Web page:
Among the 31 applications received, many of them being excellent, the Jury of the Stefano Rodotà Award 2023, composed by the members of the Bureau of the Committee of Convention 108, decided to grant
- in the “thesis works” category, Janis Wong for her thesis titled “Co-creating data protection solutions through a Commons”
- in the “articles” category, Sebastiao Bernardo Bruco Geraldes de Barros Vale, Katerina Demetzou and Gabriela Zanfir-Fortuna, co-authors of a piece of work titled “The Thin Red Line: Refocusing Data Protection Law on ADM, A Global Perspective with Lessons from Case-Law”.
- Furthermore, as the award rules allow it, the jury has decided to give a special mention to Francesca Musiani and Ksenia Ermoshina for their work « Concealing for Freedom: The Making of Encryption, Secure Messaging and Digital Liberties “
Janis Wong is a Post-Doctoral Research Associate at The Alan Turing Institute, the UK's national artificial intelligence and data science institute, researching on data protection, ethics, and governance in the Ethics Theme of the Public Policy programme. She was awarded her interdisciplinary PhD in Computer Science at the Centre for Research into Information, Surveillance and Privacy (CRISP), University of St Andrews. In addition to her research activities, Janis is an expert media contributor and is frequently invited to provide insights and analysis to public news organisations on topics related to technology, privacy, and data ethics.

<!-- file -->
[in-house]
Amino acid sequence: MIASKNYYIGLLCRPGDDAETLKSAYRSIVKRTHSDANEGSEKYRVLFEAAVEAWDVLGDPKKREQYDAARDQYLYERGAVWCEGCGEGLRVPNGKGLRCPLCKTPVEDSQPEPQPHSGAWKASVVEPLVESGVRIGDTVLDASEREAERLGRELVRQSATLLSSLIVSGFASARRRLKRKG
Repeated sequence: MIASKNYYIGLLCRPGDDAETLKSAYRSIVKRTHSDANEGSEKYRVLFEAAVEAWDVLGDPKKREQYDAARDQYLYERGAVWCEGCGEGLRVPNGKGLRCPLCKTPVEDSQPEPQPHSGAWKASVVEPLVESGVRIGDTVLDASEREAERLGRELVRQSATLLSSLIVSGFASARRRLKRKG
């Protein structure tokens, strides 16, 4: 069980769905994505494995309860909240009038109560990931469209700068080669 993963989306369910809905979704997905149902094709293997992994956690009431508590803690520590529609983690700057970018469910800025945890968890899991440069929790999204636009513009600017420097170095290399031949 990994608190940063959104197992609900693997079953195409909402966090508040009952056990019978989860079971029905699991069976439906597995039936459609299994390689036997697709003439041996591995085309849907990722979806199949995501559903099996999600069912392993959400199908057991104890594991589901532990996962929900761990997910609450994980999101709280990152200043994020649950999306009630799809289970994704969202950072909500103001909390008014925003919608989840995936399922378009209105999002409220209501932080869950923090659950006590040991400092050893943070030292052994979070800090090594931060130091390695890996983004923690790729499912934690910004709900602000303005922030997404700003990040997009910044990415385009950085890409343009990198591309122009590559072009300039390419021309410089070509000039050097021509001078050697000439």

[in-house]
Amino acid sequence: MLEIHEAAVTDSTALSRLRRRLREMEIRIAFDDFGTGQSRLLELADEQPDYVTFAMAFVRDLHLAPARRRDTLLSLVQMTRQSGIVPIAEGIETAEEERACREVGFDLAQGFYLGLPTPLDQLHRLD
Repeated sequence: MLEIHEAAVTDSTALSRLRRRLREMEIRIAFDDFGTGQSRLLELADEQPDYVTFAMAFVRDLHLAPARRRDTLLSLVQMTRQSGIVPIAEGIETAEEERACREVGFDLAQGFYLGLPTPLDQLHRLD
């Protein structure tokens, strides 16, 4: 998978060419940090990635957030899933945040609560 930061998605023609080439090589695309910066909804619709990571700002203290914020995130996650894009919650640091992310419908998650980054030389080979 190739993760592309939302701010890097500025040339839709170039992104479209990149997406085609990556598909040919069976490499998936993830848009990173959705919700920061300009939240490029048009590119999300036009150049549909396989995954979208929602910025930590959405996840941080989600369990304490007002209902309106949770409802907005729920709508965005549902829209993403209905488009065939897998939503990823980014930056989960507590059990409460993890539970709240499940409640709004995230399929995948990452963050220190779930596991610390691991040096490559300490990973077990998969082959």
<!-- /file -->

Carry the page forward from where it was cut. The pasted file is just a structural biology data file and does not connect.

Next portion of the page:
- Janis Wong's thesis aims to create a socio-technical data commons framework that helps data subjects protect their personal data. Data protection laws and technologies limit the vast personal data collection, processing, and sharing in our data driven-society. However, these tools may lack support for protecting individual autonomy over personal data through collaboration and co-creation. To address this, her research explores the creation of a data protection-focused data commons to encourage co-creating data protection solutions and rebalance power between data subjects and data controllers. Using research methods across Computer Science, Management, and Law, Janis interviewed commons experts to identify and address the multidisciplinary barriers to creating a commons, applied commons principles to a policy scaffolding to support the practical deployment of a commons, and built a commons to test its effectiveness for supporting the co-creation of data protection solutions through conducting a user study. In sum, her thesis demonstrates how a data protection-focused data commons can be an alternative socio-technical solution that supports data subject agency as part of the data protection process.